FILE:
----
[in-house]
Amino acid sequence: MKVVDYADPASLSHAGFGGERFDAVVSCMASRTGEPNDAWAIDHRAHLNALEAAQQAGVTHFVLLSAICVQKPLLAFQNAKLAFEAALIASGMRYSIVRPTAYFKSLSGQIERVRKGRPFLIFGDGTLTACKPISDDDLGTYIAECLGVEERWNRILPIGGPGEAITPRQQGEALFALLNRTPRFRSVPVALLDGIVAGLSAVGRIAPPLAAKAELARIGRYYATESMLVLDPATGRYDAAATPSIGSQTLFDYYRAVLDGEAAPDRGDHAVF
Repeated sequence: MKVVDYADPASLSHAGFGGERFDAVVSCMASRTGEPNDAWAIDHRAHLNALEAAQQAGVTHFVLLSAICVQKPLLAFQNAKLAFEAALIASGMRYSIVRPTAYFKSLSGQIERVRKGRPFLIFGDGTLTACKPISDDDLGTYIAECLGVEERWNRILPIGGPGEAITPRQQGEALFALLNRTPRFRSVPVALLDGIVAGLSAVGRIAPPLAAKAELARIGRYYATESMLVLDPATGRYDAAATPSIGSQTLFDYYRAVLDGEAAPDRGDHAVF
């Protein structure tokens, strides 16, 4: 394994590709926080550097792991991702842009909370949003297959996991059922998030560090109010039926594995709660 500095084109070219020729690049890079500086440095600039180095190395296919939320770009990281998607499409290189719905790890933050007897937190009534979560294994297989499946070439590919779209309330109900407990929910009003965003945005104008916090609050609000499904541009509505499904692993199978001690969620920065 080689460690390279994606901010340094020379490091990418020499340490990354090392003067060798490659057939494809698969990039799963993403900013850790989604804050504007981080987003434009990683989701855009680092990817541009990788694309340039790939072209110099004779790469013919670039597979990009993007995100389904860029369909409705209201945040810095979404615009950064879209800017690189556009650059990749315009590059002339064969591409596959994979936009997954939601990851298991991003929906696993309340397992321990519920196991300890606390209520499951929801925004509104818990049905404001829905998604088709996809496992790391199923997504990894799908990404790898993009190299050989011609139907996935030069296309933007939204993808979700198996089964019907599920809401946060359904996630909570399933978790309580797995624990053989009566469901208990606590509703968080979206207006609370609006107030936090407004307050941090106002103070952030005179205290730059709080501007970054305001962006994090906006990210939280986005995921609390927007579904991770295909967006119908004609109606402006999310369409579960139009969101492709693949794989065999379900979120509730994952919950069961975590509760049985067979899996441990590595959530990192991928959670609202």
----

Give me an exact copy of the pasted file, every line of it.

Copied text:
[in-house]
Amino acid sequence: MKVVDYADPASLSHAGFGGERFDAVVSCMASRTGEPNDAWAIDHRAHLNALEAAQQAGVTHFVLLSAICVQKPLLAFQNAKLAFEAALIASGMRYSIVRPTAYFKSLSGQIERVRKGRPFLIFGDGTLTACKPISDDDLGTYIAECLGVEERWNRILPIGGPGEAITPRQQGEALFALLNRTPRFRSVPVALLDGIVAGLSAVGRIAPPLAAKAELARIGRYYATESMLVLDPATGRYDAAATPSIGSQTLFDYYRAVLDGEAAPDRGDHAVF
Repeated sequence: MKVVDYADPASLSHAGFGGERFDAVVSCMASRTGEPNDAWAIDHRAHLNALEAAQQAGVTHFVLLSAICVQKPLLAFQNAKLAFEAALIASGMRYSIVRPTAYFKSLSGQIERVRKGRPFLIFGDGTLTACKPISDDDLGTYIAECLGVEERWNRILPIGGPGEAITPRQQGEALFALLNRTPRFRSVPVALLDGIVAGLSAVGRIAPPLAAKAELARIGRYYATESMLVLDPATGRYDAAATPSIGSQTLFDYYRAVLDGEAAPDRGDHAVF
């Protein structure tokens, strides 16, 4: 394994590709926080550097792991991702842009909370949003297959996991059922998030560090109010039926594995709660 500095084109070219020729690049890079500086440095600039180095190395296919939320770009990281998607499409290189719905790890933050007897937190009534979560294994297989499946070439590919779209309330109900407990929910009003965003945005104008916090609050609000499904541009509505499904692993199978001690969620920065 080689460690390279994606901010340094020379490091990418020499340490990354090392003067060798490659057939494809698969990039799963993403900013850790989604804050504007981080987003434009990683989701855009680092990817541009990788694309340039790939072209110099004779790469013919670039597979990009993007995100389904860029369909409705209201945040810095979404615009950064879209800017690189556009650059990749315009590059002339064969591409596959994979936009997954939601990851298991991003929906696993309340397992321990519920196991300890606390209520499951929801925004509104818990049905404001829905998604088709996809496992790391199923997504990894799908990404790898993009190299050989011609139907996935030069296309933007939204993808979700198996089964019907599920809401946060359904996630909570399933978790309580797995624990053989009566469901208990606590509703968080979206207006609370609006107030936090407004307050941090106002103070952030005179205290730059709080501007970054305001962006994090906006990210939280986005995921609390927007579904991770295909967006119908004609109606402006999310369409579960139009969101492709693949794989065999379900979120509730994952919950069961975590509760049985067979899996441990590595959530990192991928959670609202």